WASHINGTON, D.C. — After a three-week trial, the U.S. Senate voted 48-52 and 47-53 on Feb. 5 along party lines on the two articles of impeachment against President Donald J. Trump, falling well short of the two-thirds vote needed for conviction.
The trial was the third in American history and had the same outcome as the previous two, in which the sitting president was acquitted by the U.S. Senate after the impeachment articles were approved by the U.S. House of Representatives. The charges alleged that Trump solicited foreign interference from Ukrainian leaders to help his 2020 re-election bid, then told officials in his administration not to comply with Congressional subpoenas when asked to testify.
The two articles, abuse of power and obstruction of Congress, passed the Democratic-controlled House along partisan lines, 230-197 and 229-198, respectively, with one “present” vote for each article, on Dec. 18, 2019.
All 45 Democratic senators, joined by the two independent senators, voted “guilty” for both counts. All but one of the 53 Republican senators voted “not guilty.” Utah Senator Mitt Romney, a Republican, voted “guilty” for abuse of power but not guilty for obstruction of Congress. Romney is the first U.S. senator to vote “guilty” on an impeachment article against a president of his own party.
North Carolina’s Senators Richard Burr and Thom Tillis, both Republicans, voted to acquit.
“To remove a U.S. president from office, for the first time in our history, on anything less than overwhelming evidence of ‘treason, bribery or other high crimes and misdemeanors’ would effectively overturn the will of the American people,” Burr said in a Feb. 5 statement.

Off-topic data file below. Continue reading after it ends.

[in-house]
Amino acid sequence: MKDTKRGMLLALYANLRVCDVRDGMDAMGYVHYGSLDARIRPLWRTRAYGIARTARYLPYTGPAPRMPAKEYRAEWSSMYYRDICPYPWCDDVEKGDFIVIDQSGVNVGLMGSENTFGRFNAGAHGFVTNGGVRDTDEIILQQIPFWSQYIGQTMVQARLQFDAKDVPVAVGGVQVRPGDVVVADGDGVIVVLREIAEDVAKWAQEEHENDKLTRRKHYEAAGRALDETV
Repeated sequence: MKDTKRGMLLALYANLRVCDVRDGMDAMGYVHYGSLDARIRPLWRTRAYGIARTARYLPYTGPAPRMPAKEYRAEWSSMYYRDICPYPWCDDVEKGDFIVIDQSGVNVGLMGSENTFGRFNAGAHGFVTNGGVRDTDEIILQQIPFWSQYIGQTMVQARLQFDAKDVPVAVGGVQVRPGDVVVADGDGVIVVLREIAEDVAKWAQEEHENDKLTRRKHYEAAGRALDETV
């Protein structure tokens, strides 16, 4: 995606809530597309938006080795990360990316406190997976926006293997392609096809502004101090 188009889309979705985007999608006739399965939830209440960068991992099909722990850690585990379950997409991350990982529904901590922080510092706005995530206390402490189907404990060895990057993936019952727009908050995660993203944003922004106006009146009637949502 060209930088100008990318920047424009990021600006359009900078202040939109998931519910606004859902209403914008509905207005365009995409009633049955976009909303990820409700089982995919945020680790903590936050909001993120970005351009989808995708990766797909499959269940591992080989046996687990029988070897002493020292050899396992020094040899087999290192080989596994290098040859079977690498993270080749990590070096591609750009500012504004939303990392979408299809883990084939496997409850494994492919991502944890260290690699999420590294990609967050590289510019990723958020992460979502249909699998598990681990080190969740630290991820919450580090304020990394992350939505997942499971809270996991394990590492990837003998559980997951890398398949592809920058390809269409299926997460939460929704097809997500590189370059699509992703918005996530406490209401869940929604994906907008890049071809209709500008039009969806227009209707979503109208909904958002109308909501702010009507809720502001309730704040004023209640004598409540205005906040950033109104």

Burr criticized the Democratic-led U.S. House, saying it did not prove its case beyond a reasonable doubt and “followed an arbitrary, self-imposed timeline dictated by political, rather than substantive, concerns.”
Tillis said in a Tweet that the entire impeachment effort was motivated by partisan politics and a desire to remove Trump from office “instead of allowing the American people to decide his fate at the ballot box in November.”
In a Feb. 5 statement, the Democratic National Committee called the U.S. Senate under Majority Leader Mitch McConnell “broken.”
“The only way to fix it is replacing these spineless Republicans with Democratic senators who will actually do their jobs,” the DNC stated.
U.S. Rep. Virginia Foxx, a Banner Elk Republican, voted against the articles in the U.S. House.
“Before President Trump even stepped foot into the Oval Office, calls for impeachment echoed throughout the halls of Congress,” Foxx stated on Feb. 5. “After five months of a partisan, divisive drive of impeachment at the expense of consensus-based, bipartisan solutions in Congress, the Senate put this partisan impeachment sham to an end. Finally, Congress can get back to work and deliver on the priorities of the American people.”
On Feb. 5, the Watauga Democrat reached out on Facebook for local comments on the acquittal.
“Impeached by the House is a forever status,” said Nancy Wells Shannon of Fleetwood. “Kudos to Romney for having the integrity to speak truth to power. History will expose this administration eventually.”
“Victory for a truly great president and for Americans that love America,” said Paul Pierce, an independent from Boone.
“These events always set precedent for the future,” said Charlie Altman, an independent voter from Boone. “Precedent was set in both the way that Democrats handled impeachment in the House, and in the way Republicans handled the trial in the (U.S.) Senate. The precedent that is truly concerning is that, as of now, if the same party controls both the (U.S.) Senate and the executive branch, that party can be justified in allowing neither witnesses nor evidence at a trial of its own wrongdoing. This is extremely bad for both parties and the citizens of the USA.”
“Totally agree with the vote; will vote for him again,” said Sharon Davis.